This is just a guess regarding time faults at BN, but there was a mandatory water crossing on course that a few horses took their time deciding to go in.

                        Comment


                        • #13
                          Originally posted by JER View Post
                          Never mind the jumps -- what's with all the time faults at BN?

                          Time faults, in horses who jump clean, at BN?

                          This is not a way to encourage safe riding. It is never safe to go at speed over small fences.
                          I think they are time faults, as in over optimum time, not speed faults.

                          Comment


                          • #14
                            Originally posted by ens0613 View Post
                            I just heard from a friend at Inavale that the trakehner on the Novice XC course *used* to be on the Training course, but was moved down to the Novice because it was just small enough.

                            I also heard that the ditch at 15 was a "big-a$$" ditch in the middle of nowhere, so caught a lot of horses by surprise.

                            On the Training course, anyone know what jumps #6-8 were? Those had a TON of stops/rider falls/eliminations...
                            Nope, the trakehner was a new fence. It was smaller than the training trakehner and had a "ground line" log in front of it - pretty inviting, but a trakehner none the less.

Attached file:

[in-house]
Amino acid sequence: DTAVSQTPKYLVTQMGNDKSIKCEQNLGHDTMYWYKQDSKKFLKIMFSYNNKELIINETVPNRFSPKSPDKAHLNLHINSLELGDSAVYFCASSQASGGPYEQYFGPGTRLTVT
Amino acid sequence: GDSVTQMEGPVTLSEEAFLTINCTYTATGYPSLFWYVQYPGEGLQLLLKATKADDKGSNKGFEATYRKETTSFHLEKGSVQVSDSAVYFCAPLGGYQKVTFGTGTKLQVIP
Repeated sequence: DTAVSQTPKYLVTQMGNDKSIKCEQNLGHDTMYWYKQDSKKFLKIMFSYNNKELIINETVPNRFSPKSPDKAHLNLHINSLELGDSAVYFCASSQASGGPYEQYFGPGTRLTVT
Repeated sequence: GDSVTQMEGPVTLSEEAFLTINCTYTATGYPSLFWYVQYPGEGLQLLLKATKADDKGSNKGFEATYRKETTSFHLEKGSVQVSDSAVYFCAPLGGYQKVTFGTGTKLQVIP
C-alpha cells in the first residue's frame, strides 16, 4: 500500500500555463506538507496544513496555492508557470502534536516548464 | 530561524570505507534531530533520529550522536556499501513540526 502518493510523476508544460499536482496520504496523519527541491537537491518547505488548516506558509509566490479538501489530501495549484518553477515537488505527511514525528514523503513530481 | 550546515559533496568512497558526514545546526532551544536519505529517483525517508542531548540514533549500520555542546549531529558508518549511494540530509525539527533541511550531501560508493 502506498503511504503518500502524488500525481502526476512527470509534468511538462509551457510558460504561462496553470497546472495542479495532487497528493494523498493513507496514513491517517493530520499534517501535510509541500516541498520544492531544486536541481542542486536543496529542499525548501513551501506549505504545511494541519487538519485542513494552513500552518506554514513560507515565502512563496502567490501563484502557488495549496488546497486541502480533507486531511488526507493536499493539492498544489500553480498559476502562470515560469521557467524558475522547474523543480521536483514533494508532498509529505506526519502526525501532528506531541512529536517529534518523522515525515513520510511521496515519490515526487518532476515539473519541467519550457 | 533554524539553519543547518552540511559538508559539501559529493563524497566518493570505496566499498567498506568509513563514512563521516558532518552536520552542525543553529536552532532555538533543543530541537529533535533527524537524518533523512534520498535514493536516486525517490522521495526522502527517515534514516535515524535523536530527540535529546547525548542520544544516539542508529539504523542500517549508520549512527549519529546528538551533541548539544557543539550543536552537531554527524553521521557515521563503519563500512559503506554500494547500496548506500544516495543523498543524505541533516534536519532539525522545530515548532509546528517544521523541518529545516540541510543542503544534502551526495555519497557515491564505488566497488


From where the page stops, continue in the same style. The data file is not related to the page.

Here's a pic. Novice trak on left, training on right. Looking down at it slightly since there's a small slope down to it.

                            InavaleTrak
                            Last edited by myLittleArabPony; Jun. 28, 2010, 11:06 AM. Reason: Added link to pic.

                            Comment


                            • #15
                              Originally posted by myLittleArabPony View Post
                              Nope, the trakehner was a new fence. It was smaller than the training trakehner and had a "ground line" log in front of it - pretty inviting, but a trakehner none the less.
                              The N trakehner was indeed a new fence, Novice-height, and with a log ground line. You had a long approach to the trakehner and a slight uphill landing. It looked very inviting to me, but trakehners have always looked inviting to me, and I know I heard a lot of N riders worrying about it.

                              The N ditch was at the end of a long downhill - I let my mare trot down that hill because her canter needs work and I didn't want to have to worry about making her 'sit' down the hill. We've schooled at Inavale before, so maybe it was easier because my mare knew the ditch was there. I wouldn't call the ditch huge, though. Maybe three feet across, with the landing side just a bit lower than the takeoff side. I think it's revetted on the takeoff side, or at least it has a small log sort of set into the ground, and the landing side is natural.